Sharing a family bond/last name with a superstar can be a double-edged sword: it can provide instant exposure, but it can also cast a huge shadow that may never be dodged. Such has been the dilemma of pop songstress Solange (Knowles). Being Beyoncé’s younger sister definitely has its perks, but it also has the downside that everything Solange has done up to now has instantly been held for comparison against the work of her superstar sibling.
With the release of her new EP True, Solange has done probably the smartest thing she could have done to step out of that shadow: she has removed the impulse to draw comparisons. Tapping the co-writing and producing talents of Devonté Hynes, Solange has created something that sounds nothing like her sister—something of quality that will appeal to a completely different audience.
We’ll get to the content of True in a moment, but it is worth mentioning that we can actually see a progression of smart choices from Solange in the past few years, each of which has helped create a healthy distance between her and her sister:
- Keep the last name off the moniker. Check. Solange is just “Solange,” not “Solange Knowles.”
- Go indie. While this move may reduce some exposure at the beginning, getting off the major labels pulls Solange off the field of competition.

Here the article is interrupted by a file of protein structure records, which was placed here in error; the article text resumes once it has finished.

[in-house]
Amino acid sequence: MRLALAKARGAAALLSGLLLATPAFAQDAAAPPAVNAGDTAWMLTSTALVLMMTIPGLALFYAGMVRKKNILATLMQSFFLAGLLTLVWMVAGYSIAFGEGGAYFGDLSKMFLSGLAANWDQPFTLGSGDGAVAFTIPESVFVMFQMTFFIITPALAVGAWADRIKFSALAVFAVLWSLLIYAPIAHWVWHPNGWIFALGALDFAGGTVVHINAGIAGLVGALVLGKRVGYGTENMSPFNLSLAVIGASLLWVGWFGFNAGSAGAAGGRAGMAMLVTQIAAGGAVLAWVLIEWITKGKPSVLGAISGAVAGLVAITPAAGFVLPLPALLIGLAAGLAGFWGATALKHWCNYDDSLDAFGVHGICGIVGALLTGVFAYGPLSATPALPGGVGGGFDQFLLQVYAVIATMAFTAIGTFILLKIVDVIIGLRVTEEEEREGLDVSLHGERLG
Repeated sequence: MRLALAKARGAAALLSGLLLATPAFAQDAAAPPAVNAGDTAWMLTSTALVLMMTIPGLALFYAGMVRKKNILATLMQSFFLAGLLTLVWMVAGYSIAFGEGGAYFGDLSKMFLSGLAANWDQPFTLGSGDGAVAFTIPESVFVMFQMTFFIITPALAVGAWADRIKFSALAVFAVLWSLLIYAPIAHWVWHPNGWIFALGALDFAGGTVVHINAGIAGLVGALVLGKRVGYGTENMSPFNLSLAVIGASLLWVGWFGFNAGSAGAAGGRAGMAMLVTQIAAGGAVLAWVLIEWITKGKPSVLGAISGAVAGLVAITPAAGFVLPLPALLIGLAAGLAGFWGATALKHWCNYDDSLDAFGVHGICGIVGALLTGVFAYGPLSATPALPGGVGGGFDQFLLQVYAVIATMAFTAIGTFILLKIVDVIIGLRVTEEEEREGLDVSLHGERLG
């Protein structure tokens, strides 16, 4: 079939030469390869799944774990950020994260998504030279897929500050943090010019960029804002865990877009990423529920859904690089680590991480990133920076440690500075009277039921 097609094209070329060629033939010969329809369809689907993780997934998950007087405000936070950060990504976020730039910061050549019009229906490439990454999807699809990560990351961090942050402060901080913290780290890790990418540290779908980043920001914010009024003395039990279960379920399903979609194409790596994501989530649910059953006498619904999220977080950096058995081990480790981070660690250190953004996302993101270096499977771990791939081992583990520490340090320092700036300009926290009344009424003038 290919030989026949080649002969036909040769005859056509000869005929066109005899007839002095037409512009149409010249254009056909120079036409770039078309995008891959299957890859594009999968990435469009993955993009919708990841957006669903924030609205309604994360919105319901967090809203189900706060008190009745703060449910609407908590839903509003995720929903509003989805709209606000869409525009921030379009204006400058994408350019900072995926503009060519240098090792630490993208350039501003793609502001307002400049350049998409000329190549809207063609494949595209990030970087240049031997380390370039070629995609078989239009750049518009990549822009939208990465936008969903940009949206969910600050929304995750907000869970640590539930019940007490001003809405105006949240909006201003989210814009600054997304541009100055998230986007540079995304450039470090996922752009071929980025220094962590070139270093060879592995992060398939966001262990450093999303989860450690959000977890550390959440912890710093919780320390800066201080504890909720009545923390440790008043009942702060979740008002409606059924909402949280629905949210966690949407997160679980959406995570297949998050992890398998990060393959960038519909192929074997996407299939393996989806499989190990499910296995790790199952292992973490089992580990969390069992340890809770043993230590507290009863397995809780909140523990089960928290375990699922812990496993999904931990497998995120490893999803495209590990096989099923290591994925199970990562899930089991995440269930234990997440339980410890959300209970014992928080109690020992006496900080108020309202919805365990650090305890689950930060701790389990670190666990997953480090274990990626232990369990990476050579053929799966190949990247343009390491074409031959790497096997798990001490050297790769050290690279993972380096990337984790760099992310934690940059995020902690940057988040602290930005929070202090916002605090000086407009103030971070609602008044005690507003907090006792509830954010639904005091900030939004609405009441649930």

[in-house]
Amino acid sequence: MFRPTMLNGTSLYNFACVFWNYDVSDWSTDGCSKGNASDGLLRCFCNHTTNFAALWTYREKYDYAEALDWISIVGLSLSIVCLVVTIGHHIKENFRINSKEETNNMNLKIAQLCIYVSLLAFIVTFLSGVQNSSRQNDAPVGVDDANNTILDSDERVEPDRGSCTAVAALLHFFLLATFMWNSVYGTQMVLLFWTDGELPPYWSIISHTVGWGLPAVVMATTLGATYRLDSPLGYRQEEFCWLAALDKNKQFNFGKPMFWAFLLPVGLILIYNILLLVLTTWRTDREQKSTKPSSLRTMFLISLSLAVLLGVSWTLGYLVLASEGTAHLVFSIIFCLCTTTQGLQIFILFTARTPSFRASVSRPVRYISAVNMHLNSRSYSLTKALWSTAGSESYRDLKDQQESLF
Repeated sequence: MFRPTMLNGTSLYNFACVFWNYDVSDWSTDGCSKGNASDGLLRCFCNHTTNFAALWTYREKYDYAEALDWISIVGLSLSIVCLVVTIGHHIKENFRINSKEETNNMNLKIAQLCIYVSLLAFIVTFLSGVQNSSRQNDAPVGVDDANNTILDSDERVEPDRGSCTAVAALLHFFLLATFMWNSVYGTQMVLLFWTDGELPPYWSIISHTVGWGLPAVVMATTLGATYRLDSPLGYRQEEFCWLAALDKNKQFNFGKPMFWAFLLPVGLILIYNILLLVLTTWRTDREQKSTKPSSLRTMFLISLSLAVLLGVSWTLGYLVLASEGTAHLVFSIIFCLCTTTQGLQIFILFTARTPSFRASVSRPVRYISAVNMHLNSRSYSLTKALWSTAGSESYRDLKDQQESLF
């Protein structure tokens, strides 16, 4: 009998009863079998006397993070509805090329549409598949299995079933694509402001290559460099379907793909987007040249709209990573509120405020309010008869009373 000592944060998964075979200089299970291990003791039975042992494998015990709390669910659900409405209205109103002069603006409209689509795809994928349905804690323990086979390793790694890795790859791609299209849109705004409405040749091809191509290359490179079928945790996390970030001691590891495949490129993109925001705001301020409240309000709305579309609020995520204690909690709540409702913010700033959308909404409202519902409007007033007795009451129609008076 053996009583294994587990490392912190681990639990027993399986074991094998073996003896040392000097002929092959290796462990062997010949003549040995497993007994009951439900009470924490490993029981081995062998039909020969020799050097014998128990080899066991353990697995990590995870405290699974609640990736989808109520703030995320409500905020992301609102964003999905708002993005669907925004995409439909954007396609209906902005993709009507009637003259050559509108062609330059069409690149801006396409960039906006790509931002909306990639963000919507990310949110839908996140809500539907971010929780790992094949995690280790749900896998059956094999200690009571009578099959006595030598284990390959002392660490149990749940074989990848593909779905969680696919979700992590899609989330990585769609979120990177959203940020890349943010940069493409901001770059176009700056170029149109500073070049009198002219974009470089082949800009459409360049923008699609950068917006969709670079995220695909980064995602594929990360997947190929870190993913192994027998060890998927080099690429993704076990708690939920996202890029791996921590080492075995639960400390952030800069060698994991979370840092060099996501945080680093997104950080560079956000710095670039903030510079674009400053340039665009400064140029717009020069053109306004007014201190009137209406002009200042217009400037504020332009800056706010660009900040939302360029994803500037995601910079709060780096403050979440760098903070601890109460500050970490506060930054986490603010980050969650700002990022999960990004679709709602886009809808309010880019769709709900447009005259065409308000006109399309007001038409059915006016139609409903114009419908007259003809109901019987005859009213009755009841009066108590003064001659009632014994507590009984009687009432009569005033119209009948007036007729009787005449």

- Adopt a completely different musical style. If Beyoncé is growing apples, you grow oranges. It’s that simple.
It is this third step in the progression that best describes the value of True. While still “officially” in the pop/R&B vein, Solange has actually created a niche sound that combines electronic, dance, and even 80’s synth-pop elements with a reflective, almost morose indie-rock vibe. And while this girl definitely has some solid vocal chops, the songs rely more on overall mood than on vocal runs. The end result is a well-produced EP that not only is so different from Beyoncé that comparisons can’t be made, but will actually appeal to an entirely different crowd.
In other words—rather than fight for her share of the fish, Solange has chosen to fish in a whole other pond. Smart move, girl.
Now floating in completely different waters, Solange has room to experiment on True. This typically happens in the form of creating a semi-minimalistic sonic environment, and trying out some different brush strokes against that backdrop. Sometimes it works, sometimes it doesn’t. With the opening track “Losing You”, the dominant feature is a complex drum loop filled with voice samples and clicks, overlaid with simple keyboard chords and a melody. At first, the loop feels sloppy and distracting, but it comes to make sense within the context of the song. A less-successful venture is the effected, rambling, spoken-word section (courtesy of producer Dev Hynes) on “Some Things Never Seem To F**king Work.” Well, that part sure doesn’t. Work, that is. All things considered, however, the album doesn’t just provide good music—it creates good art.
Creating a niche indie work like True does create a sense of risk, and admittedly the size of Solange’s audience is highly unlikely to come close to that of her sister. But given the magnitude of Beyoncé’s success, that was never going to be the case, anyhow. The best way for Solange to play the hand dealt to her and find her own voice is to formulate a different sound and play to a different audience. True accomplishes this brilliantly, giving Solange a fighting chance to find her own place in the light.